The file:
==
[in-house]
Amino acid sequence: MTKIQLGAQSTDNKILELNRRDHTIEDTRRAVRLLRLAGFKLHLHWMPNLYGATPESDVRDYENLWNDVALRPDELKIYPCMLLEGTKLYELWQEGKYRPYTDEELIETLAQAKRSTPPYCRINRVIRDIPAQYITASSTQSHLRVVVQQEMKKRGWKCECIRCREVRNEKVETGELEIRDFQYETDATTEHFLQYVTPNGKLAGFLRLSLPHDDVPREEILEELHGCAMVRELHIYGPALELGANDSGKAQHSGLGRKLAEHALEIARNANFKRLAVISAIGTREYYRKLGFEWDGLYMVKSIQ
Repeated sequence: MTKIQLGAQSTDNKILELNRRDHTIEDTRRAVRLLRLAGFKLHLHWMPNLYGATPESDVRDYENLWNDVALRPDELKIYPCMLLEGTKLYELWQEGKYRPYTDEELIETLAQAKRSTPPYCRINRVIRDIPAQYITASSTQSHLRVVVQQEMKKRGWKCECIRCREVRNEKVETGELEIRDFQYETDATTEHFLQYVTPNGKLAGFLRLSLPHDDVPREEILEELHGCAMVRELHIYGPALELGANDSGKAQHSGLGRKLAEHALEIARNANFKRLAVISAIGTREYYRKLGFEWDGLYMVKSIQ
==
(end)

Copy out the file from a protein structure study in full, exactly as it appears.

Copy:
[in-house]
Amino acid sequence: MTKIQLGAQSTDNKILELNRRDHTIEDTRRAVRLLRLAGFKLHLHWMPNLYGATPESDVRDYENLWNDVALRPDELKIYPCMLLEGTKLYELWQEGKYRPYTDEELIETLAQAKRSTPPYCRINRVIRDIPAQYITASSTQSHLRVVVQQEMKKRGWKCECIRCREVRNEKVETGELEIRDFQYETDATTEHFLQYVTPNGKLAGFLRLSLPHDDVPREEILEELHGCAMVRELHIYGPALELGANDSGKAQHSGLGRKLAEHALEIARNANFKRLAVISAIGTREYYRKLGFEWDGLYMVKSIQ
Repeated sequence: MTKIQLGAQSTDNKILELNRRDHTIEDTRRAVRLLRLAGFKLHLHWMPNLYGATPESDVRDYENLWNDVALRPDELKIYPCMLLEGTKLYELWQEGKYRPYTDEELIETLAQAKRSTPPYCRINRVIRDIPAQYITASSTQSHLRVVVQQEMKKRGWKCECIRCREVRNEKVETGELEIRDFQYETDATTEHFLQYVTPNGKLAGFLRLSLPHDDVPREEILEELHGCAMVRELHIYGPALELGANDSGKAQHSGLGRKLAEHALEIARNANFKRLAVISAIGTREYYRKLGFEWDGLYMVKSIQ